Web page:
In Lynn Lurie’s Museum of Stones, a woman experiences parenting as a cross between profound love and constant, only sometimes low-grade terror. Swinging between the past and the present, the novel moves from the mother’s rough birth of her son to her time with him in Peru when he is an adult. This work crosses genre boundaries, employing the lyricism of poetry with the character development of a novel.
Told in short paragraphs that are almost like prose poems, the book begins with the mother looking at her newborn: “I see his face suctioned beneath transparent wrap, like meat.” Fear permeates the text: fear that the baby will die, that the boy he becomes will never be accepted, that the mother will not be able to handle the many and varied demands of raising a child with atypical needs. The mother exists almost solely as a mother, whether her son is a boy or a man. Over and over, love and duty nearly subsume her identity and self-worth. She judges herself on the wellness of her child, both physical and mental.
Like poetry, this book requires close reading. It rarely uses linear time; instead, the stages of the boy’s life give insight into the setting and periods. The structure reinforces the way a parent’s sense of failure and fear can coexist across memory, present time, and future, anticipated missteps. Lurie resists transitions, relying instead on white space to signify shifts in the story. It is a tense book, full of punishing details of guilt and the honesty of a parent who sometimes wants to run away from the burden she asked for.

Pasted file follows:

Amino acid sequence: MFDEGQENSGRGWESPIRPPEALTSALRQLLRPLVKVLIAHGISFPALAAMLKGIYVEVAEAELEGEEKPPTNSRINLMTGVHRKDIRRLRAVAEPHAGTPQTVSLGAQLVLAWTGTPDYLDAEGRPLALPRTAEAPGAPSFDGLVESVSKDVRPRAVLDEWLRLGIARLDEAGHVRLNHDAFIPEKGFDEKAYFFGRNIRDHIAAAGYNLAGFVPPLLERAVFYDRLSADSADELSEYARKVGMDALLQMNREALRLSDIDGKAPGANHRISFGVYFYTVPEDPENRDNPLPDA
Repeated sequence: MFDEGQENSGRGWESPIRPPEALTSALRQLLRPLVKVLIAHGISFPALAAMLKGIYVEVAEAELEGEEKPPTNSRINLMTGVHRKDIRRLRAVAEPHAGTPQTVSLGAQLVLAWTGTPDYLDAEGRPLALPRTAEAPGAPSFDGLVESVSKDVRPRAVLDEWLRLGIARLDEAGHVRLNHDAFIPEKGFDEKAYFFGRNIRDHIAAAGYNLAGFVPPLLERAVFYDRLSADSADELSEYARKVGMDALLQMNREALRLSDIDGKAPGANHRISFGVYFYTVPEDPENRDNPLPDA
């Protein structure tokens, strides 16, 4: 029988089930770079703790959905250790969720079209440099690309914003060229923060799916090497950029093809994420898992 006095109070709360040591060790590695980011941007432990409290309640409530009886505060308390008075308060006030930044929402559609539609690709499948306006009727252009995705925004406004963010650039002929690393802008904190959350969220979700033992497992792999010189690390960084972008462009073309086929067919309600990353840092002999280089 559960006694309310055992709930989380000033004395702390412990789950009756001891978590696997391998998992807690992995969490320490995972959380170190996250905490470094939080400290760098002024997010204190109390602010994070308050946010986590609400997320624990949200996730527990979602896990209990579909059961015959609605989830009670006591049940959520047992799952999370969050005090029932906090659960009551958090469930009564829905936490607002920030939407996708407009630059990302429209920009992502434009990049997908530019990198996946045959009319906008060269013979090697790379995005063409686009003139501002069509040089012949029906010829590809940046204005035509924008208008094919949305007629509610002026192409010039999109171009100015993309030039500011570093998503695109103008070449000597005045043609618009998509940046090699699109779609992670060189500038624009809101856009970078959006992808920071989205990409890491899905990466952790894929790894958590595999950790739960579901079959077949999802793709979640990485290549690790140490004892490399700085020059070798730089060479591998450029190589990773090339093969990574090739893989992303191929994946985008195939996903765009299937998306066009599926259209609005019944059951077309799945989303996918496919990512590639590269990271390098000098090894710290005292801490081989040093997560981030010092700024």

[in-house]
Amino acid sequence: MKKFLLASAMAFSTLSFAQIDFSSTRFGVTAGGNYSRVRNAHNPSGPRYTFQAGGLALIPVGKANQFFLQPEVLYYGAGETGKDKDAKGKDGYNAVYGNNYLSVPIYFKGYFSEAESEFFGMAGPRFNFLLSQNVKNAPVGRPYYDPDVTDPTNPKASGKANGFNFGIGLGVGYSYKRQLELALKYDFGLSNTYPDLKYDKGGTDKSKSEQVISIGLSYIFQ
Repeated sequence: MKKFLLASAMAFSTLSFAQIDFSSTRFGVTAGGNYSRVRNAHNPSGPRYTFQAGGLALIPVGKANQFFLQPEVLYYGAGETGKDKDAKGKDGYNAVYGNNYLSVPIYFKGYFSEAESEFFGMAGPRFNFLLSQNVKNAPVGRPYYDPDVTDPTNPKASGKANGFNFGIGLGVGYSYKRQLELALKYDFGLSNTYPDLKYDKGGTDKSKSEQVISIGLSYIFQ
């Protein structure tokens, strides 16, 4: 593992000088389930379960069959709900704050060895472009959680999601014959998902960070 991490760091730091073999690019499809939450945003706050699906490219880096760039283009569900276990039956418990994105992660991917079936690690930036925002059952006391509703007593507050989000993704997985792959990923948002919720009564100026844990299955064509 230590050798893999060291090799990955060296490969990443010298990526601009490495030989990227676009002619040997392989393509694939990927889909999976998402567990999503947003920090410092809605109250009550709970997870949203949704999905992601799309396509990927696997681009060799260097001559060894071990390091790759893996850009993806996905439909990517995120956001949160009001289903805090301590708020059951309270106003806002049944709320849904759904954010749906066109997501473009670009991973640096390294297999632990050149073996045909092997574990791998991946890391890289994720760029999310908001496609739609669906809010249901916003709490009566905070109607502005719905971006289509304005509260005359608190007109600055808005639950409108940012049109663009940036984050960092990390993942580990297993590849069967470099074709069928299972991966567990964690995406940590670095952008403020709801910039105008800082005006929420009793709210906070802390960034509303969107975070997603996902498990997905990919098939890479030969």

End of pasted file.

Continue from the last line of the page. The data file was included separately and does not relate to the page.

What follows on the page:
Without a name, the mother labors for her son, protecting him from bullies, guarding his papers and inventions, and touching him only with rubber gloves. Lurie articulates clearly and painfully the overwhelming burden of such love. Somewhere between prose poetry and fiction, this book asks much of the reader, but it rewards in its complexity.
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